President George Manneh Weah addresses the nation today, Wednesday, May 29, at 12:00 noon, according to the Executive Mansion.
The President may have a lot on his menu, ranging from the economy, protest, security and collaboration with the international community to sustaining Liberia’s peace, among others.
Liberians are anxiously waiting to hear what he has to say about the dismal state of economy characterized by rapid depreciation of the Liberian dollar against the United States dollar with the exchange rate currently at LRD193 to one US$1.00 amid rising prices.
Today’s address will be President Weah’s first major speech since the outcome of a fact-finding audit into the US$25 mopping-up exercise by a Technical Economic Management Team (TEMT) chaired by the Minister of Finance and development Planning Samuel Tweah and co-chaired by the Executive Governor of the Central Bank of Liberia Nathaniel R. Patray.
Full accountability on the mop-up of excess liquidity in the Liberian market has raised more questions than answers, including report by the TEMT itself.
The Executive Mansion in Monrovia says President Weah is expected to speak to prevailing national developments, including the state of the economy and the recent report submitted to his office by the General Auditing Commission on the US$25m Mop-up excess.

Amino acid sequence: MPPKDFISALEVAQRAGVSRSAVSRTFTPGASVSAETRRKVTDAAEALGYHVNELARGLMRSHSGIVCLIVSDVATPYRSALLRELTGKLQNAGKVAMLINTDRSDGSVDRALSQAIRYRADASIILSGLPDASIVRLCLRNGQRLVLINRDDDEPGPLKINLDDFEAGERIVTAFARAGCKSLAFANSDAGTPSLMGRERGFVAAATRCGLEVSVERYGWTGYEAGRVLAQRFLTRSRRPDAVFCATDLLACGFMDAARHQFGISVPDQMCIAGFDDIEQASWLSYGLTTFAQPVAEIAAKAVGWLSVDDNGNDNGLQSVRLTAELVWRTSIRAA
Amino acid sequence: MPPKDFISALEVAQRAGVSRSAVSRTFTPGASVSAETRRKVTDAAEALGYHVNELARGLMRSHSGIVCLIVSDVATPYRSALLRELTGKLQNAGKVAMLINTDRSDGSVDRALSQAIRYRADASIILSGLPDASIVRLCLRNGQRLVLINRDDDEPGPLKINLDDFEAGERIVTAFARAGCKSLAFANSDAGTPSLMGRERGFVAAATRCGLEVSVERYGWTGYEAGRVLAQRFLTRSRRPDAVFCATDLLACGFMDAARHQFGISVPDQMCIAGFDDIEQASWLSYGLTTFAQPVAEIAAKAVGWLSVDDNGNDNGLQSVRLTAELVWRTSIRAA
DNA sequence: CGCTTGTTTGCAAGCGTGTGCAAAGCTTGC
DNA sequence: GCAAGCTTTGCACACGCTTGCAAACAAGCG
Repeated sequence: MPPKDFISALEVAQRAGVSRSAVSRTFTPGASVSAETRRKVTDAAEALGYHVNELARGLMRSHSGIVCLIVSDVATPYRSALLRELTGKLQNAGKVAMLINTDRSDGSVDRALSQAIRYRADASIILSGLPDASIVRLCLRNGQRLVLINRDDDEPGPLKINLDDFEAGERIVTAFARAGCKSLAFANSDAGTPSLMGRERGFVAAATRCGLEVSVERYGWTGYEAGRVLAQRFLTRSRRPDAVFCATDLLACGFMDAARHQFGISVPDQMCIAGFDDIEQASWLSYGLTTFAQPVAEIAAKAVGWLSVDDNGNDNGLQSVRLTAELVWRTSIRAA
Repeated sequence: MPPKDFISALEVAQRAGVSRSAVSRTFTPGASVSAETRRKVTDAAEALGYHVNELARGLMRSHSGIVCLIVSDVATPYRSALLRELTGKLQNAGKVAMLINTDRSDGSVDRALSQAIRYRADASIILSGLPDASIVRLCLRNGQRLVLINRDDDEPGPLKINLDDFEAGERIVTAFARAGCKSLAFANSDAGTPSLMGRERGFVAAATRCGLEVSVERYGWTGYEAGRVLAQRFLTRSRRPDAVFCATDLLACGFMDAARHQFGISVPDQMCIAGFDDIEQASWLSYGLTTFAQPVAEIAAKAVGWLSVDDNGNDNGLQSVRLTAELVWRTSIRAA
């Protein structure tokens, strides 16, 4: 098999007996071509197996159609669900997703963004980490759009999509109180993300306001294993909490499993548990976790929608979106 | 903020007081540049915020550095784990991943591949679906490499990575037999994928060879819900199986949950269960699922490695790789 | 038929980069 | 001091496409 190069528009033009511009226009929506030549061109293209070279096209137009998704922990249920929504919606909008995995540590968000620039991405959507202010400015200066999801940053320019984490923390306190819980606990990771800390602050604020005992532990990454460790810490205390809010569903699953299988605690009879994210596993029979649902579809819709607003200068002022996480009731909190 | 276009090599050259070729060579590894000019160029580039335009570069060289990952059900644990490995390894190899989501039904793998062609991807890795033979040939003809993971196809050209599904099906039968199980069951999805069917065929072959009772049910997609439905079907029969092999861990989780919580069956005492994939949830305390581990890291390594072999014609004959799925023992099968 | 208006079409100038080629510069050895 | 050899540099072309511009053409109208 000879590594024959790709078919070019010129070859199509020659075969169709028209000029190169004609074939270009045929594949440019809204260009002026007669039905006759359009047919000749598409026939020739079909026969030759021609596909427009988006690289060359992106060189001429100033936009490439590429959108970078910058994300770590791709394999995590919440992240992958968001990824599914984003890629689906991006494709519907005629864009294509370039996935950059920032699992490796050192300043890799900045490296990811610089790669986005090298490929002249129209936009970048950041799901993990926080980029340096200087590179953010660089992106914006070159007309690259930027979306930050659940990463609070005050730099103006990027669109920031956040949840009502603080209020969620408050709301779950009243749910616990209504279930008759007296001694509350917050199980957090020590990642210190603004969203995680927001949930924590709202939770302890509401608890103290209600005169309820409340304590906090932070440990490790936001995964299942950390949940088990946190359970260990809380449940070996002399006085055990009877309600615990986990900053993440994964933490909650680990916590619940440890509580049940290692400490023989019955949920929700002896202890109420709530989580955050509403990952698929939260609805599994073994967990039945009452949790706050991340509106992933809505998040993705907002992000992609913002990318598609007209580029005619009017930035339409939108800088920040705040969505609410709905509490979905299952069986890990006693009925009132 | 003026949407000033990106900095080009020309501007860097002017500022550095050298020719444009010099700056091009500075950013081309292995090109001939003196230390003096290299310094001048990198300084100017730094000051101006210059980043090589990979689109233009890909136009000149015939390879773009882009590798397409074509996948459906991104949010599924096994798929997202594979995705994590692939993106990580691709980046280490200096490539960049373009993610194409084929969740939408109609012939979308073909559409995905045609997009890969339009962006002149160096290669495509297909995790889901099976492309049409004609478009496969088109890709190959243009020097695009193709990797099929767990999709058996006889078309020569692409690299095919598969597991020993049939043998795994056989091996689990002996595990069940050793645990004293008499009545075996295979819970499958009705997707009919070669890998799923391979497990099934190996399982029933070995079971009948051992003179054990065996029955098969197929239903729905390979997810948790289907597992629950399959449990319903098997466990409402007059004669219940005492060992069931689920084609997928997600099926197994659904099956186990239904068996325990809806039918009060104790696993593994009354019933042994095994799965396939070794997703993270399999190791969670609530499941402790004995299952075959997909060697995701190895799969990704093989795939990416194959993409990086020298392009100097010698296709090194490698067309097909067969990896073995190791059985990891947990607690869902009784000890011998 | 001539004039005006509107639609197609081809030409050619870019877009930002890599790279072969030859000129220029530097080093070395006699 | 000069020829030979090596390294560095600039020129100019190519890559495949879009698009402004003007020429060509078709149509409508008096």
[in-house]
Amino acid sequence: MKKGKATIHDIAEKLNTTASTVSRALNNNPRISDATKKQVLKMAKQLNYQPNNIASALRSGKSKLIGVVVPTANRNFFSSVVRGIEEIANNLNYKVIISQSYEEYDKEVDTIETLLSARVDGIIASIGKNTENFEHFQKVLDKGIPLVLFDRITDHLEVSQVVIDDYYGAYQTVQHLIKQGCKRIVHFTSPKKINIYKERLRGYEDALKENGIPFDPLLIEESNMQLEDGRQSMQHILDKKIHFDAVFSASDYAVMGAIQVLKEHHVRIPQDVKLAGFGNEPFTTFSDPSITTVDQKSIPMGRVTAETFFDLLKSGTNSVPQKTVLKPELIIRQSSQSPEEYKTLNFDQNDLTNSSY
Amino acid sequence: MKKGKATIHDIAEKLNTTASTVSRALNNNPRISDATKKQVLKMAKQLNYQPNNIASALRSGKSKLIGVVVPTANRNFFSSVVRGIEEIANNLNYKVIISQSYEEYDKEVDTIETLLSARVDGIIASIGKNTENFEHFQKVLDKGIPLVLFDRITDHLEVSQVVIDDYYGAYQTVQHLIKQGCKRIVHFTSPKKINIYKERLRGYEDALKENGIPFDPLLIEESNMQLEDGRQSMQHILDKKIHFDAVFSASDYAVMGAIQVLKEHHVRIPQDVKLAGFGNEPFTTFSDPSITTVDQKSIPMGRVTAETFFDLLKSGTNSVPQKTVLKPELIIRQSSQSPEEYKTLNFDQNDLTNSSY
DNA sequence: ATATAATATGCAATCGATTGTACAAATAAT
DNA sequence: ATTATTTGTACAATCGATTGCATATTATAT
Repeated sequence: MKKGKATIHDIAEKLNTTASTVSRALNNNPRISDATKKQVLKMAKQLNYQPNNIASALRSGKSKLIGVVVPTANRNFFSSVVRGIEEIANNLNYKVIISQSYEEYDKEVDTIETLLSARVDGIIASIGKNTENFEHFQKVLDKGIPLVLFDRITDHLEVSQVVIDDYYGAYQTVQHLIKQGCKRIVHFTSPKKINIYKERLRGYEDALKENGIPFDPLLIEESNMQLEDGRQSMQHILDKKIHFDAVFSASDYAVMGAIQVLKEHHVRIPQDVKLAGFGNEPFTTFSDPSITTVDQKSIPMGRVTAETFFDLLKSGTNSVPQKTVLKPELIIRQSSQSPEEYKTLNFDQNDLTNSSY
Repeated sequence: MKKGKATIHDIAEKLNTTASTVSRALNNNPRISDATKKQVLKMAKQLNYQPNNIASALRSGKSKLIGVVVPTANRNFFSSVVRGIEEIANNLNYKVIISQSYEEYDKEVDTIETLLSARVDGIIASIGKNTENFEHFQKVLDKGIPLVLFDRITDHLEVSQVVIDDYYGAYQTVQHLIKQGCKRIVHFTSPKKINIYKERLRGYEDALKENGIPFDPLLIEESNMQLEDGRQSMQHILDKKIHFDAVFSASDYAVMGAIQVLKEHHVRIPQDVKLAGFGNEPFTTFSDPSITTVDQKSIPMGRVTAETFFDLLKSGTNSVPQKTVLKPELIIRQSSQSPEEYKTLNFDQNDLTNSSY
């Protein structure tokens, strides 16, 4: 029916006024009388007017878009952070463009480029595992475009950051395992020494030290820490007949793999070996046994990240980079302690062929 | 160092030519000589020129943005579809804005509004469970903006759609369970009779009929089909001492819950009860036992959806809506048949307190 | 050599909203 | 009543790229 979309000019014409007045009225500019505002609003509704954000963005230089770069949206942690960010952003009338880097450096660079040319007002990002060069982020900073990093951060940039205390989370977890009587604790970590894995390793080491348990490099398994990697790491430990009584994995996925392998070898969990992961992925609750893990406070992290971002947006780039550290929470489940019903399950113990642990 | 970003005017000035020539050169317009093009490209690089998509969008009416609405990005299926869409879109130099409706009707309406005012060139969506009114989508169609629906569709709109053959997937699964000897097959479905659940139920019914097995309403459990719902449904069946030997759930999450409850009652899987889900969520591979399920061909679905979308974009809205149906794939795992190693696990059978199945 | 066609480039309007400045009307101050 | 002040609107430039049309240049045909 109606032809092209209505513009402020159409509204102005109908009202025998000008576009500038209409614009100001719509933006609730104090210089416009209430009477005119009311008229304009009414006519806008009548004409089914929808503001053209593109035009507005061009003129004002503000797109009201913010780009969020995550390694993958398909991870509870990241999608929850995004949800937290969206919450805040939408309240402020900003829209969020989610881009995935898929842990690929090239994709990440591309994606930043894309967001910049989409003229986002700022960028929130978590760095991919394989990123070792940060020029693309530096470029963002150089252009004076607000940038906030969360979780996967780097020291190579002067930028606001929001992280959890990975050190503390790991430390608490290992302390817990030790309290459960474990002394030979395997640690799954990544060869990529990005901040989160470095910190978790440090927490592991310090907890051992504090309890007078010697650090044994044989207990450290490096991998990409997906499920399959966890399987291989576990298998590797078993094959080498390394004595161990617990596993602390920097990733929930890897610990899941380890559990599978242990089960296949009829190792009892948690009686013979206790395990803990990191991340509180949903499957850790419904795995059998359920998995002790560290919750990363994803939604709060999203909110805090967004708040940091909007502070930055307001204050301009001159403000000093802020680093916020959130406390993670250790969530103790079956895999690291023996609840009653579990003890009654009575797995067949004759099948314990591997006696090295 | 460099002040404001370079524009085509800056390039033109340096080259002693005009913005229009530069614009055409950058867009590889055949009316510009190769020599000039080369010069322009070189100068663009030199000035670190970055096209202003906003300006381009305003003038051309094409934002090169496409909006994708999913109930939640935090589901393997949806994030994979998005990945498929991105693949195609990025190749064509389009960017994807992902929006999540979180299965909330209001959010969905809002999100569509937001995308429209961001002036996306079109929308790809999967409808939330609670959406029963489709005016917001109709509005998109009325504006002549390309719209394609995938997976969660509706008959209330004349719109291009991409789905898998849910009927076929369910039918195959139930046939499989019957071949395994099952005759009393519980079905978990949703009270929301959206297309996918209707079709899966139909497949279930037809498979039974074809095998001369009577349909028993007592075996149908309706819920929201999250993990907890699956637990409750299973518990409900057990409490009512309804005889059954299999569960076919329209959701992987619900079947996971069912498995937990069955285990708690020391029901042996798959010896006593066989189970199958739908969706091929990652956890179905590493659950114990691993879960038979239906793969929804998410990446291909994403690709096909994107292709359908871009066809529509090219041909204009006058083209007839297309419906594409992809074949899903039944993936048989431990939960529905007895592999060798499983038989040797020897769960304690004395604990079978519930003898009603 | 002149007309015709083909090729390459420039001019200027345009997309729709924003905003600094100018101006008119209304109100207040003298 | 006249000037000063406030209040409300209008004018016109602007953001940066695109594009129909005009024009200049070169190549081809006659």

Also expected in the President’s speech is the planned 07 June protest by activists under the banner, Council of Patriots backed by opposition political parties to demand reforms in the governance system.
President Weah does not want protesters to get in the streets, and every effort he has explored in having the planned assembly called off proved unsuccessful, including a recent meeting with the protest organizers at his temporary office in the Ministry of Foreign Affairs.
The President had sought from the organizers their grievances, but they insist to do so only on the day of the protest, something, the government does not want.
However, international partners, including the United Nations, African Union and ECOWAS, remind here it is the rights of citizens to protest, which should not be denied. Story by Jonathan Browne